The Elite Bicycle Book

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This wasn't the book I thought it was going to be. It isn't rammed with machines that are drop dead, how shall I say, 'wantable'...

It does however have bicycle makers in there and plenty of them. But it’s not precisely about the bike, it’s about those that make wonderfully interesting bicycles or parts. It’s much much better than expected and although there is a picture of the Condor Paris (as the story of this bike marque is told in the book) it’s not focussed on retro machines, it doesn’t hark on about the good old days but, it does spell out the traditions where necessary. Question in point is the books first company. Brooks and when you read the story you understand why they do it the way they do. Before you even get there though the forward from Paul Smith is telling. It’s all about the craft, be it technical or traditional.

Some of the companies covered in over 200 pages are; Breadwinner, Colombus, Chris King, Roberts, Sachs, Selle Italia, Time and many more. Put together by Gerard Brown and Graeme Fife. Gerard is a fantastic photographer and in each chapter his keen eye can be seen, I think without a knowledge of the subject or subjects one could not do such a good job. If his work is good enough for Rouleur, it’s good enough for this book! Graeme is a well known cycling journalist and has contributed to many papers (the grown up ones) as well as many cycling publications. His style is really nice and the the pace is good as is the way of explaining the companies or people and at no point do you feel like an idiot who knows nothing!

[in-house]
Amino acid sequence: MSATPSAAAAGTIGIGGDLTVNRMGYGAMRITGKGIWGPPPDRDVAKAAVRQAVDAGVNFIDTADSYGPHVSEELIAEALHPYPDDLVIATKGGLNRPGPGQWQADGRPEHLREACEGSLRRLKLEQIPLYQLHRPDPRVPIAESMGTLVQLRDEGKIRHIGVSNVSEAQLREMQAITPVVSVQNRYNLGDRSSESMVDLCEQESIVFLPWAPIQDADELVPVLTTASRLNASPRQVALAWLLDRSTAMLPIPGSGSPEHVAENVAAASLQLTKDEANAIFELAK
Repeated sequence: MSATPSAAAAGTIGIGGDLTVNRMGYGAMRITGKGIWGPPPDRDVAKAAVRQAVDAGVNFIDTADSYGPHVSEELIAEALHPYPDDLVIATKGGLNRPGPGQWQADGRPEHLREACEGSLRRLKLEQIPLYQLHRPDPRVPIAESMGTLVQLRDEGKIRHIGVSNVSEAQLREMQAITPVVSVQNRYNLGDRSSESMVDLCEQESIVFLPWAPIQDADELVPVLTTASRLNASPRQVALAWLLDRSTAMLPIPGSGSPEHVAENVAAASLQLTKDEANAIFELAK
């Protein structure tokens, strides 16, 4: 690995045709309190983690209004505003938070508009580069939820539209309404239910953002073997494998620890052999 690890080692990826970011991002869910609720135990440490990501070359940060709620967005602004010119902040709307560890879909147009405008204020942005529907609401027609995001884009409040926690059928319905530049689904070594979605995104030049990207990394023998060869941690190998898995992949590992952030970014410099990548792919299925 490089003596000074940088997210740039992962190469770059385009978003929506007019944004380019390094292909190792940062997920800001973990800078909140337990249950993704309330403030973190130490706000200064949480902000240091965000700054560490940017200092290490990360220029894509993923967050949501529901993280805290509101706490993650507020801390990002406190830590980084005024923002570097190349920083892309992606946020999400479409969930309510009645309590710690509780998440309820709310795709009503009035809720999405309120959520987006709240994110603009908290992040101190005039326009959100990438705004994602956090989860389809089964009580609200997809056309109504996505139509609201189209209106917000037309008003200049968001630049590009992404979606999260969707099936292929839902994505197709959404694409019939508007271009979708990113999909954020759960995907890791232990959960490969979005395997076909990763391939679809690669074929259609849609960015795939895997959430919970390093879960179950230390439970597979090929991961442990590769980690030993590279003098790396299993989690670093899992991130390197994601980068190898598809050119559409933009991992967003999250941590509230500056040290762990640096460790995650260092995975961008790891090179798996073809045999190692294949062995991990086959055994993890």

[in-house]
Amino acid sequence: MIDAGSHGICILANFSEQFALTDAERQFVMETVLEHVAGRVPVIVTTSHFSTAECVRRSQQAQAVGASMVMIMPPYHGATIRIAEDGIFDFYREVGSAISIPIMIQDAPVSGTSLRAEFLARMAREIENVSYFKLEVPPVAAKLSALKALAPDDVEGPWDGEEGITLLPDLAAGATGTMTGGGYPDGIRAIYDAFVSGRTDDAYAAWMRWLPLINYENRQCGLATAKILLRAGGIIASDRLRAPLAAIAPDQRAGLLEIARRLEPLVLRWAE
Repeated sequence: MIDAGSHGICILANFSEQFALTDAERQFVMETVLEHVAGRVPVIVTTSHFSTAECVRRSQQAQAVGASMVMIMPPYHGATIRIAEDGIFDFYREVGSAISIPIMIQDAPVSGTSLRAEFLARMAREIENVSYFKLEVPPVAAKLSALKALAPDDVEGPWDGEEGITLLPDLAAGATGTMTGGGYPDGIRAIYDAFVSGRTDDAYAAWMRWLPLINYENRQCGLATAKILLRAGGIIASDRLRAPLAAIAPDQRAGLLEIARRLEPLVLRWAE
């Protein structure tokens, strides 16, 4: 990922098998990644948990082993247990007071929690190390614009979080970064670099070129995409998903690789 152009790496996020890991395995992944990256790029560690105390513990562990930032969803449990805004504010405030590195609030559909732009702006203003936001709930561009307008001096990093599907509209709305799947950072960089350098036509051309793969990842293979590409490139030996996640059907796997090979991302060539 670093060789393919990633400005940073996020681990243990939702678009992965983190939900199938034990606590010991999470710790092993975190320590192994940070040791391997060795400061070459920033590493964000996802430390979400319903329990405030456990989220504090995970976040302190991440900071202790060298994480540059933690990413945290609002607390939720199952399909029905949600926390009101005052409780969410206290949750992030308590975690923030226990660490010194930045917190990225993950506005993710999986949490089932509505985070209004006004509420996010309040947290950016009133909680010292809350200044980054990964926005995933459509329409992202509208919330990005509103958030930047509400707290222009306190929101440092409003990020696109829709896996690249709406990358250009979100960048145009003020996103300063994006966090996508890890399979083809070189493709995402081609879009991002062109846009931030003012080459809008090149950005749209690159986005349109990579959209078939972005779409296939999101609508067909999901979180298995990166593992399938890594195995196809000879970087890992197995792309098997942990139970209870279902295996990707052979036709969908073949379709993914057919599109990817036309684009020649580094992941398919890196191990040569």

As with all Bloomsbury hardback coffee table books the print quality is superb. This number is printed in China which made sound like a bad thing but lets not forget the long long history of printing in middle kingdom. It makes good economic sense and I’m sure some will disagree with that but, I’m just glad books are still being made! You just can’t beat that tactile feel. Anyway the finish is superb, I love the green endpapers and headband. You only get those things from a casebound book (or hardback book in lay terms).

There isn’t too much I can say about the book, you just need to look at it to appreciate the care that has gone in to picking the companies, research, writing and photography. This book is the sort of book worthy of being under the christmas tree or as a birthday gift to a bicycle fan, or should that be cycling fan? Either way I’ve spent hours flicking through looking at all the pictures and reading the text. Picking up interesting facts and finding newfound respect for those involved with bringing this cycling equipment to life.

There isn’t anything I would change about this book, I really appreciate the choice the words and pictures. The layout is good and doesn’t interfere with the subject in any way, that is a sign of good design. The only thing I would be interested in is a version two!


This for me is the perfect book to celebrate what it takes to bring a bicycle to life, what goes in and what comes out. It also shows the faces behind these brands helps us connect and feel part of this sport cum industry. If I'm a marker of a cycling fan then I would be overjoyed to receive this book as a gift. In fact I think I would find an excuse to buy it myself and the price is very reasonable too (for a big coffee table book).


Review date: 1 December 2013

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